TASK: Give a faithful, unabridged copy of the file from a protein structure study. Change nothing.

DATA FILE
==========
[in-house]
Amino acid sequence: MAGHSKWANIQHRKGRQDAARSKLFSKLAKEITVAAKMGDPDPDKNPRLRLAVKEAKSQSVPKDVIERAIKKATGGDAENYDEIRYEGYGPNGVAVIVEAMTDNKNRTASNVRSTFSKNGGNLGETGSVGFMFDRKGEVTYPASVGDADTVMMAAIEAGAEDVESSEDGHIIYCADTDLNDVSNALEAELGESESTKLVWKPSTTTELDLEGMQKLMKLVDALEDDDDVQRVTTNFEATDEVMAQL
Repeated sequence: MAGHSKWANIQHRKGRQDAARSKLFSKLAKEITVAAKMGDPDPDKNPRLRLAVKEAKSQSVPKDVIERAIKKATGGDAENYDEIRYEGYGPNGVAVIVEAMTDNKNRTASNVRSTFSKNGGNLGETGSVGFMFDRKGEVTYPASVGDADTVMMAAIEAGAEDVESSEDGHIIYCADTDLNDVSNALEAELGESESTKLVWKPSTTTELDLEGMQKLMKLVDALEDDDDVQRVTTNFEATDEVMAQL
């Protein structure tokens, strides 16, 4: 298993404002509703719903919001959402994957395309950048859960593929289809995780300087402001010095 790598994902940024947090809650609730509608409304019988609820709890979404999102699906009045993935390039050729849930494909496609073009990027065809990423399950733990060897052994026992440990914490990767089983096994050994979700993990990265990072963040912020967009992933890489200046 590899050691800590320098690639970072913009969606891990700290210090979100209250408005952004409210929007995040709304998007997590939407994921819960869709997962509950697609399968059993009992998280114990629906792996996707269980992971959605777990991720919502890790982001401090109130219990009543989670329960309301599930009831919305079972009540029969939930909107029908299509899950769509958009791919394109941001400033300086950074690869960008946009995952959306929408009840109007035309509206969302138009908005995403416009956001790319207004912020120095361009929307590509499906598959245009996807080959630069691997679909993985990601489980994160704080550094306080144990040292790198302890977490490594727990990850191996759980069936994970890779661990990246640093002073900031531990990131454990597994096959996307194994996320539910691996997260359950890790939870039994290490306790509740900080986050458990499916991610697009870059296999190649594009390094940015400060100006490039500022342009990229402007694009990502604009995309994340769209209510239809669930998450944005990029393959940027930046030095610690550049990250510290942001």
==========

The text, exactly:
[in-house]
Amino acid sequence: MAGHSKWANIQHRKGRQDAARSKLFSKLAKEITVAAKMGDPDPDKNPRLRLAVKEAKSQSVPKDVIERAIKKATGGDAENYDEIRYEGYGPNGVAVIVEAMTDNKNRTASNVRSTFSKNGGNLGETGSVGFMFDRKGEVTYPASVGDADTVMMAAIEAGAEDVESSEDGHIIYCADTDLNDVSNALEAELGESESTKLVWKPSTTTELDLEGMQKLMKLVDALEDDDDVQRVTTNFEATDEVMAQL
Repeated sequence: MAGHSKWANIQHRKGRQDAARSKLFSKLAKEITVAAKMGDPDPDKNPRLRLAVKEAKSQSVPKDVIERAIKKATGGDAENYDEIRYEGYGPNGVAVIVEAMTDNKNRTASNVRSTFSKNGGNLGETGSVGFMFDRKGEVTYPASVGDADTVMMAAIEAGAEDVESSEDGHIIYCADTDLNDVSNALEAELGESESTKLVWKPSTTTELDLEGMQKLMKLVDALEDDDDVQRVTTNFEATDEVMAQL
């Protein structure tokens, strides 16, 4: 298993404002509703719903919001959402994957395309950048859960593929289809995780300087402001010095 790598994902940024947090809650609730509608409304019988609820709890979404999102699906009045993935390039050729849930494909496609073009990027065809990423399950733990060897052994026992440990914490990767089983096994050994979700993990990265990072963040912020967009992933890489200046 590899050691800590320098690639970072913009969606891990700290210090979100209250408005952004409210929007995040709304998007997590939407994921819960869709997962509950697609399968059993009992998280114990629906792996996707269980992971959605777990991720919502890790982001401090109130219990009543989670329960309301599930009831919305079972009540029969939930909107029908299509899950769509958009791919394109941001400033300086950074690869960008946009995952959306929408009840109007035309509206969302138009908005995403416009956001790319207004912020120095361009929307590509499906598959245009996807080959630069691997679909993985990601489980994160704080550094306080144990040292790198302890977490490594727990990850191996759980069936994970890779661990990246640093002073900031531990990131454990597994096959996307194994996320539910691996997260359950890790939870039994290490306790509740900080986050458990499916991610697009870059296999190649594009390094940015400060100006490039500022342009990229402007694009990502604009995309994340769209209510239809669930998450944005990029393959940027930046030095610690550049990250510290942001």